Using World ID, and particularly relying on global proof of personhood, can be used to build a truly democratic, one person one vote, system as well as novel voting systems
Using World ID, and particularly relying on global proof of personhood, can be used to build a truly democratic, one person one vote, system as well as novel voting systems centered around unique humans. What’s more, with World ID, these systems can be made in a fully privacy-preserving way, supporting fully anonymous voting, and making sure votes cannot be tracked across different proposals.
(Decentralized Autonomous Organizations) governance. Have governance proposals where individual’s voices are more important than the number of tokens held.
Anonymous online polls
This can apply for anything from city council elections, governors to referendums, plebiscites, and much more.
Public elections without duplicate votes, where each voter can only vote once. Further, this can be done in a public way where anyone can verify each election vote. This can apply for anything from city council elections, governors to referendums, plebiscites, and much more.
Build your project
Calling all builders! Some of these projects are ready to be built. You can find some ideas, features, integrations and even wireframes below. These are intended as a departure point, just to get ideas flowing. Some of these can be a cool side hustle, some your next startup.
Building an MVP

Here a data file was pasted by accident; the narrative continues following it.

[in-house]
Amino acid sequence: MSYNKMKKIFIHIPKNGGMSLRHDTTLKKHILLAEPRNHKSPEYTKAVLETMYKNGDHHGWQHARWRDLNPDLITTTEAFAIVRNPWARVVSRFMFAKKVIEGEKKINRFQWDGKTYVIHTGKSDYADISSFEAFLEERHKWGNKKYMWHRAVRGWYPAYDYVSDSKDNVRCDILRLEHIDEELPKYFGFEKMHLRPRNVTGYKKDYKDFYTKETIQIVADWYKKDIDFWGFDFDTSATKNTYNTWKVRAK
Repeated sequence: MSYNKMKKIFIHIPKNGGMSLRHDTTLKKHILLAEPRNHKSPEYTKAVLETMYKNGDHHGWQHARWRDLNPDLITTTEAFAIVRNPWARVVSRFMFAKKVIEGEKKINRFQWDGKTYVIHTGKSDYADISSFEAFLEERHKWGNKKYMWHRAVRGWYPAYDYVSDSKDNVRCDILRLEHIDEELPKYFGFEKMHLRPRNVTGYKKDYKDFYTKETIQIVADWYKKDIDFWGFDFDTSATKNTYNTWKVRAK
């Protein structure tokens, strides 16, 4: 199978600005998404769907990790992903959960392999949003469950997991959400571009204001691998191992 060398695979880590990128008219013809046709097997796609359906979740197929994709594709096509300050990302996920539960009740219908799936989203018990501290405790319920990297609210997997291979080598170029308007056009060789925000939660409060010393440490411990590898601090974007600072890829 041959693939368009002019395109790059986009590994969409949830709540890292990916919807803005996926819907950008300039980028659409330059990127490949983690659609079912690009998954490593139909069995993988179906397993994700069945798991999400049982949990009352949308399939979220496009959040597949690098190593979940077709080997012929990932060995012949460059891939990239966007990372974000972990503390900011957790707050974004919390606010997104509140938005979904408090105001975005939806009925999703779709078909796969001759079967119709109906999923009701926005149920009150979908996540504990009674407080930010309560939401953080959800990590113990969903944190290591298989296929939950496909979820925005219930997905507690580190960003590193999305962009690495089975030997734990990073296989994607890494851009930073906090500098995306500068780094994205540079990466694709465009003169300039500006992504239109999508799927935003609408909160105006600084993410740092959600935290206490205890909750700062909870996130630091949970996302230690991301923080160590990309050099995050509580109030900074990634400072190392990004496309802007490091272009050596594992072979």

The most basic version of a voting platform could look something as follows.
- Users can create proposals to vote on. They provide a description on the proposal and a time limit. Proposals support yes/no/abstain.
- Voters can then go into a proposal and cast a vote only once. The vote is verified with a World ID anonymous action (to ensure proof of personhood, uniqueness, and prevent cross-proposals tracking).
- Votes are recorded in a backend, smart contract or decentralized database (like Ceramic).
- Anyone can view the vote results.
You can find some conceptual wireframes below on how this could look like.
The above can also be further extended to support multiple-option votes, combine with eligibility criteria (e.g. only users with a Twitter account can vote), support multiple World ID credentials for votes where the credential type determines the weight (e.g. Orb credential = 1 vote, phone credential = 0.1 vote).
- Quadratic voting. Allow only one person, one vote, but votes are counted quadratically, […]
- Conviction voting. Consider for example public goods funding, where funds are allocated based on votes received continuously over time. This article explains more on conviction voting.
- Anonymous proof-of-vote NFT. You get an NFT that you can use to prove you voted in a certain proposal. Could be done with Sismo to preserve privacy.